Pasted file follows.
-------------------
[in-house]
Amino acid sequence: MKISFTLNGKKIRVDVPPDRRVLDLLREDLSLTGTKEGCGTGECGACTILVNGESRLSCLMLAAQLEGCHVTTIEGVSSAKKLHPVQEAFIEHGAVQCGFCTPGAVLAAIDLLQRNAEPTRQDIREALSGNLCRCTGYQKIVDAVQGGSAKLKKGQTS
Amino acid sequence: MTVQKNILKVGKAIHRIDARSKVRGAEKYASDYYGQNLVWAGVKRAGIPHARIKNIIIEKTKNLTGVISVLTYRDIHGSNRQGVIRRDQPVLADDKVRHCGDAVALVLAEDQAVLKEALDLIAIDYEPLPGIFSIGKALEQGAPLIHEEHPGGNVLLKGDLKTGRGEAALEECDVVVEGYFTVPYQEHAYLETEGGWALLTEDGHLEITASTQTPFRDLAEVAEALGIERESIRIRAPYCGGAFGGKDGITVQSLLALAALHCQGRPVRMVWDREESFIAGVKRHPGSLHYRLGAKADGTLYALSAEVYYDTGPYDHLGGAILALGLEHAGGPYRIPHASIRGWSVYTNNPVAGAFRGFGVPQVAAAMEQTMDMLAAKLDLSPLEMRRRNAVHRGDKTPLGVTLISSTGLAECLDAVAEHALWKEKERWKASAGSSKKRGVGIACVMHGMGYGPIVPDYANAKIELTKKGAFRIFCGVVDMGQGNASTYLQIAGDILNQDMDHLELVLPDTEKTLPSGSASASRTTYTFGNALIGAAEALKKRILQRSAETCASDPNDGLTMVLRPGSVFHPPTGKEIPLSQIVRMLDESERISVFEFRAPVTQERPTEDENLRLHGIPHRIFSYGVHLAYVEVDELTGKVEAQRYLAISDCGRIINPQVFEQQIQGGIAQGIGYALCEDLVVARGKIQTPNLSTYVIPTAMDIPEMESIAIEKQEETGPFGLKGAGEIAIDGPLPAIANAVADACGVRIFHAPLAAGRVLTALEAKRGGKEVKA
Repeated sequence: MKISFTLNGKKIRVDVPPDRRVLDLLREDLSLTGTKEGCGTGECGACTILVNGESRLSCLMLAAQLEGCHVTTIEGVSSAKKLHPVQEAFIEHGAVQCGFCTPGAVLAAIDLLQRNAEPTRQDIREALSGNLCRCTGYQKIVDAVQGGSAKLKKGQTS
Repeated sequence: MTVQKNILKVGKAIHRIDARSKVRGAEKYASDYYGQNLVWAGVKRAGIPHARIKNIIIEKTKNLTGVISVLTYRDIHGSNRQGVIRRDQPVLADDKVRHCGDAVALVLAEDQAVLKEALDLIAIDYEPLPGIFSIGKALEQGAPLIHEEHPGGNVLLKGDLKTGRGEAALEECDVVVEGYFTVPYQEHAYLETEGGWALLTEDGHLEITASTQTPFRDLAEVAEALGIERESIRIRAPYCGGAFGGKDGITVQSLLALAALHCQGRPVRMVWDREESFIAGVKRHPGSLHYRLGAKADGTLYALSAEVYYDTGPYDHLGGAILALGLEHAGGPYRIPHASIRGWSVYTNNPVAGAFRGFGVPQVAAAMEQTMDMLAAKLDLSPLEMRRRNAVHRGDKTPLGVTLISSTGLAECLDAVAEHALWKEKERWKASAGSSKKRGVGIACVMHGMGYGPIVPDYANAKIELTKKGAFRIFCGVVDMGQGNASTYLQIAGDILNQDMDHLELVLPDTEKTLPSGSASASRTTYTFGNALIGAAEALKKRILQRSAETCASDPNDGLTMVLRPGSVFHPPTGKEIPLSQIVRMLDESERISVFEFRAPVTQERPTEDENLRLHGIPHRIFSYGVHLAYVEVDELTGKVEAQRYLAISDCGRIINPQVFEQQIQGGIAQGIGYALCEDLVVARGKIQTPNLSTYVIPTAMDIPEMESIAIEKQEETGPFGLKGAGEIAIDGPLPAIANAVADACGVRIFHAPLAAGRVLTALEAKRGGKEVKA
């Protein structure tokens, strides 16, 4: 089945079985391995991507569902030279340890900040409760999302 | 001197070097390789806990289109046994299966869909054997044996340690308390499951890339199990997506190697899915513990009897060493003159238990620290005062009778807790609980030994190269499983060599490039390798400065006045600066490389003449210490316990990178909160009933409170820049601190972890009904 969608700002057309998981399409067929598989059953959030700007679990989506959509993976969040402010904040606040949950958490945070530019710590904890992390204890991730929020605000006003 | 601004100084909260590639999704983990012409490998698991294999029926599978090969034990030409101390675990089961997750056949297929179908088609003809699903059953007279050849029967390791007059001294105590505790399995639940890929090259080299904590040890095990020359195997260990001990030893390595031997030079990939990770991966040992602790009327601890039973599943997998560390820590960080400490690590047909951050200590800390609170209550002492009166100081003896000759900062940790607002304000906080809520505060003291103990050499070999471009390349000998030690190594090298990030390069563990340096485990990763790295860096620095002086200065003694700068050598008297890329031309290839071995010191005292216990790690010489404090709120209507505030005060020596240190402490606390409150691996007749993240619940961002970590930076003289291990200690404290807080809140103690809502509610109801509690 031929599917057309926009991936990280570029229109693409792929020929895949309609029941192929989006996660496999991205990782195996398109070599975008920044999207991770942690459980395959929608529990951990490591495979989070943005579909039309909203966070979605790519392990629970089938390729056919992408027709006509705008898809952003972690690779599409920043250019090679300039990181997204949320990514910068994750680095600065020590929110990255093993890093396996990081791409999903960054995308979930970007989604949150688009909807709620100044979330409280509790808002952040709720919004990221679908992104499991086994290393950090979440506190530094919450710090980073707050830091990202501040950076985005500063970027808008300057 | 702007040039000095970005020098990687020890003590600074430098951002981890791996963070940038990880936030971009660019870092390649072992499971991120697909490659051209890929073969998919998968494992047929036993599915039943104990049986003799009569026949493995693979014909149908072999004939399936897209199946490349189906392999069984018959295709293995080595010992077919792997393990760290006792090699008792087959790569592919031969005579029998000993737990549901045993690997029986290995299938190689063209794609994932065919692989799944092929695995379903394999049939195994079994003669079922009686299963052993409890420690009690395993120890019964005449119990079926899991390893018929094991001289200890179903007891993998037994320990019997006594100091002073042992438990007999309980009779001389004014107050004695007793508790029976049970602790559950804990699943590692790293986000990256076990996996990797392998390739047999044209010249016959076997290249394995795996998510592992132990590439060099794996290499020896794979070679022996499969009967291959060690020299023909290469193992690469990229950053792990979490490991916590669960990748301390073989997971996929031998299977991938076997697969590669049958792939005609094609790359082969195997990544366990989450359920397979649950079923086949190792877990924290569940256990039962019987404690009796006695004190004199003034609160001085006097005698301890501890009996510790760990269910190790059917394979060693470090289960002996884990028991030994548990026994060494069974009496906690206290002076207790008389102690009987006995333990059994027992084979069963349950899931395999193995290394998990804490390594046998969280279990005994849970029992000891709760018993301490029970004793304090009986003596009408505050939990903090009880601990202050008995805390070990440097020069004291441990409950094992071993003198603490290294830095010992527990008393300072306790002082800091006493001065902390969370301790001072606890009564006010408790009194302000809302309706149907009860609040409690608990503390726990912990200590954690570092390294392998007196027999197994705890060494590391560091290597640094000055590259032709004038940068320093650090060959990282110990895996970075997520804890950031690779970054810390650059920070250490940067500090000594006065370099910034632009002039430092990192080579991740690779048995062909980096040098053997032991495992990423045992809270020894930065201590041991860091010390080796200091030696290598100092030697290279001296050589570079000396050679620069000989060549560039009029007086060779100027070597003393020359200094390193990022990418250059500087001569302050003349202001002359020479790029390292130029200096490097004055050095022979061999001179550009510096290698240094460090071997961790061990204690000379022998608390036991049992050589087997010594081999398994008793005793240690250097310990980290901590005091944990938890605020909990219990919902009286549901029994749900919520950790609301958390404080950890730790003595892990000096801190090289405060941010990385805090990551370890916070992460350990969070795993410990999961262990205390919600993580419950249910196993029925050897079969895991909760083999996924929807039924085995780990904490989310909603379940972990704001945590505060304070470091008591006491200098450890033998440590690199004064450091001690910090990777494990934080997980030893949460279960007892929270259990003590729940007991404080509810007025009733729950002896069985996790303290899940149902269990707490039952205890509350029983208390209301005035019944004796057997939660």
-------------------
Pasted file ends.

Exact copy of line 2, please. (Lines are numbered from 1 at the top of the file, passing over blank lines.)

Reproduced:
Amino acid sequence: MKISFTLNGKKIRVDVPPDRRVLDLLREDLSLTGTKEGCGTGECGACTILVNGESRLSCLMLAAQLEGCHVTTIEGVSSAKKLHPVQEAFIEHGAVQCGFCTPGAVLAAIDLLQRNAEPTRQDIREALSGNLCRCTGYQKIVDAVQGGSAKLKKGQTS